To keep their businesses afloat in the early days, many cruise lines decided to offer bonus credits (up to 125% of the booking amount) rather than cash refunds for customers whose trips were cancelled due to the pandemic. That helped to keep cash in the company coffers, with an estimated 76% of passengers choosing to take credit for future trips rather than receiving a cash refund.
Despite the uncertainty about when cruise ships will be able to lift their anchors once again, there still seems to be an appetite for cruising among previous passengers. A survey by the Cruise Lines International Association found that 82% of previous customers were likely to book a cruise for their next holiday, although it may be more difficult to convince first-time cruisers.
In an attempt to re-establish the trust of holidaymakers and show that cruises are viable during a pandemic, some operators have run so-called ‘cruises to nowhere’. In the first of these cruises, passengers were not allowed to disembark and were subject to strict measures. In areas where local authorities allow it, passengers can disembark but must remain together as a group.
Although the cruise lines are convinced that the concept works, the truth is that these voyages took place with just 60% of the pre-pandemic passenger numbers, and those low passenger numbers would lead to losses over the longer term. One of the key attractions of a cruise for many passengers is being able to disembark and experience foreign destinations. The limit on these personal freedoms will undoubtedly damage many people’s appetite to cruise.
What’s the Cruise Industry Outlook in 2021?
The truth is that the recovery of the cruise industry is tied to the global success of the vaccination rollout. As is the case with so many tourism and hospitality businesses, there is no realistic prospect of a sustainable recovery until the pandemic has been brought under control. Although the vaccine programme is progressing at a pace in certain countries, such as the UK, the US and Israel, the stuttering rollout in the EU and many other countries around the world is threatening to delay the return of the cruise ships.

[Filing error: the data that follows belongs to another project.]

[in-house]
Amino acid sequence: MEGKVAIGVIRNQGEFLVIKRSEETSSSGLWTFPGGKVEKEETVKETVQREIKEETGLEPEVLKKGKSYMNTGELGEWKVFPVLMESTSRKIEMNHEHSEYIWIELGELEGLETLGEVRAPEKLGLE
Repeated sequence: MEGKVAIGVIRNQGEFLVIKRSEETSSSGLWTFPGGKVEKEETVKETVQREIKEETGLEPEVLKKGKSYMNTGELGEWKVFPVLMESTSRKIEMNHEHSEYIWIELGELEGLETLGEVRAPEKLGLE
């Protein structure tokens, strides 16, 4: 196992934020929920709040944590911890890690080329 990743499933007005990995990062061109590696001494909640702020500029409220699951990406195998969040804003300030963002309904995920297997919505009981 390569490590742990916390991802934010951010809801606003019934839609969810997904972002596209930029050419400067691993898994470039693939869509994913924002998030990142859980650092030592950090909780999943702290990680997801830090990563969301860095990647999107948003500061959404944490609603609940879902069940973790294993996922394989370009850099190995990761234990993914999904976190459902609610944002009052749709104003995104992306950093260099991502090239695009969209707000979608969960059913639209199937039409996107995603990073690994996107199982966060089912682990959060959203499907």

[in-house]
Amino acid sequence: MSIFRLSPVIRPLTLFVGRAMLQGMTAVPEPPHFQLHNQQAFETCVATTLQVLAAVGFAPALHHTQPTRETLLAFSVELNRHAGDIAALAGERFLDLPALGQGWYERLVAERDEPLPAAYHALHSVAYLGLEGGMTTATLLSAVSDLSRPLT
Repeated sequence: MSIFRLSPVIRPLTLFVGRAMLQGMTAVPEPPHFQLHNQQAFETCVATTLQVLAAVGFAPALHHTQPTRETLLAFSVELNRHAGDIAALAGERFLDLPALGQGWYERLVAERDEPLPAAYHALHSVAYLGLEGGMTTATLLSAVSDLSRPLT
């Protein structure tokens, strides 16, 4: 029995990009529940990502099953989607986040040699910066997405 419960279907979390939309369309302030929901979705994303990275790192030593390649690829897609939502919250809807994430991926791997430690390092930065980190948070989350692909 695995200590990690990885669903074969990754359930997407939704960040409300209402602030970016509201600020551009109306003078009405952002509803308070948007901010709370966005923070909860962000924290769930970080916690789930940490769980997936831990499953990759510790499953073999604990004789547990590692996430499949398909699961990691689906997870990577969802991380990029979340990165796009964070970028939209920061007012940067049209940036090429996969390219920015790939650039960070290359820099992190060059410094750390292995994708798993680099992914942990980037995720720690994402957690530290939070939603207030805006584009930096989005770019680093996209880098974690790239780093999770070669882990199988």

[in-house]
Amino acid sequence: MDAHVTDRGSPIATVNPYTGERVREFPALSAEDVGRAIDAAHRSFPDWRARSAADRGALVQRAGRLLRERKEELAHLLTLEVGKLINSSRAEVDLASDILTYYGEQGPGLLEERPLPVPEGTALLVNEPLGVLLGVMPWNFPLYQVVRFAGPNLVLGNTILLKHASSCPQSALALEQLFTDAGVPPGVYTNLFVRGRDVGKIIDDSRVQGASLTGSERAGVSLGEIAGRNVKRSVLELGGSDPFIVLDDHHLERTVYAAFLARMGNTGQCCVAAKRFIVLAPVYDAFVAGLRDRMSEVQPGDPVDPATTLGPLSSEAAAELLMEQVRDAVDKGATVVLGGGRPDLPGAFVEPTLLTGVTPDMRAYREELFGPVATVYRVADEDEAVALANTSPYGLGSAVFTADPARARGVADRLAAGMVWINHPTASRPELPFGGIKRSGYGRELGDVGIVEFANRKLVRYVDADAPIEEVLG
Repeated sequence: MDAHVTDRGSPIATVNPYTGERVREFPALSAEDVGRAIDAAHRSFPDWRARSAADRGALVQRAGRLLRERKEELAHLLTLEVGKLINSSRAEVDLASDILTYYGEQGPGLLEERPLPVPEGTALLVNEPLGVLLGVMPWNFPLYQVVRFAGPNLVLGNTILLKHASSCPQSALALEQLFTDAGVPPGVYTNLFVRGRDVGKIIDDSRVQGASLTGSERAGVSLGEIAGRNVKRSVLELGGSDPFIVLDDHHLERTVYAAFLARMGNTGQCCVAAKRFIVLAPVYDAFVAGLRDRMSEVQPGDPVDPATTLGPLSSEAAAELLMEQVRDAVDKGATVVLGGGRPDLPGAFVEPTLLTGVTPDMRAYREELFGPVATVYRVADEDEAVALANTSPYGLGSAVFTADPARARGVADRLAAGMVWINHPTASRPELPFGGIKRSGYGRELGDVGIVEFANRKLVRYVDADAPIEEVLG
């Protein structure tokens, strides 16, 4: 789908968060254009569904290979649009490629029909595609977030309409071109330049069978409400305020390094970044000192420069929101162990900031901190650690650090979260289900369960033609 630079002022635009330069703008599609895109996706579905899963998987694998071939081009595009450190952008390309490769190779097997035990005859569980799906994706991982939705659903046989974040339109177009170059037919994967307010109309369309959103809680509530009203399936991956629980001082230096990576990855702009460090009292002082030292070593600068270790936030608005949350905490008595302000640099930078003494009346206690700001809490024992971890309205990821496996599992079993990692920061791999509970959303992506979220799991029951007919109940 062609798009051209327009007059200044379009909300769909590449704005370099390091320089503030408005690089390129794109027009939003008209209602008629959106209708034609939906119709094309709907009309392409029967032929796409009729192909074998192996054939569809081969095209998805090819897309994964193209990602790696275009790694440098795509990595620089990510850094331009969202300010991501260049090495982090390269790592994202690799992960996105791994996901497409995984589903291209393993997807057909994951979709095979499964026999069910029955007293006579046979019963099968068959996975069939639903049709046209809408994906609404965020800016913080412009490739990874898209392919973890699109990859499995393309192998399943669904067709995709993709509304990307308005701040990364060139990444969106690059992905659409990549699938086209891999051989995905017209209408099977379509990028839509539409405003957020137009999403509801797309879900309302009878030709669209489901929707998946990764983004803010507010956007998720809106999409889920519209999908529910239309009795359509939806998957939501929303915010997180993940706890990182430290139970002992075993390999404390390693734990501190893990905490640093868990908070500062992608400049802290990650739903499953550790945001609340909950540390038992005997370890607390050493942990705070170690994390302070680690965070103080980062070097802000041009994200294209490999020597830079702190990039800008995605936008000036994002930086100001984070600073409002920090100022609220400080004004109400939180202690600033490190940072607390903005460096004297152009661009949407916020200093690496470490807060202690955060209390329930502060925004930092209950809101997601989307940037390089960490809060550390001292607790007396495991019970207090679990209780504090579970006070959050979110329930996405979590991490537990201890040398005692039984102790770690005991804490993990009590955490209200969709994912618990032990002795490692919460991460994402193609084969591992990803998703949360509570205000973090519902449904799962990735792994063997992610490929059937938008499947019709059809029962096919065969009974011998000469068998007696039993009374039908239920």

At the time of writing, much of mainland Europe is preparing to lockdown for the third time, and while these restrictions remain in place and restaurants and pubs remain closed, it’s unthinkable that passengers will be welcomed onto cruise ships any time soon.
As well as the ongoing pandemic, the industry also has to battle to restore its reputation, which has been damaged over the last few years. Cruise operators have been blamed for encouraging harmful overtourism in hotspots such as Venice, Barcelona and Dubrovnik. During the pandemic, some of those destinations are rethinking their reliance on cruise ships and are working to make themselves independent of an industry that is unloved by some portions of the local population.
Previously, cruise operators have also failed to take the subject of environmental sustainability seriously. Albeit reluctantly, over the last few years, cruise operators have invested billions to create cleaner, more efficient vessels, and that’s something that the cruise operators say will continue despite the enormous losses they have made due to the pandemic.
Although the cruise industry has been hit by the perfect storm of an unprecedented global pandemic and reputational damage due to environmental concerns and overtourism, crucially, demand from passengers remains strong. Financial backers are also still on board, as they know just how profitable the industry is when it can sail on calmer seas. That combination of profitability and strong demand should safeguard the future of the industry once the current storm subsides.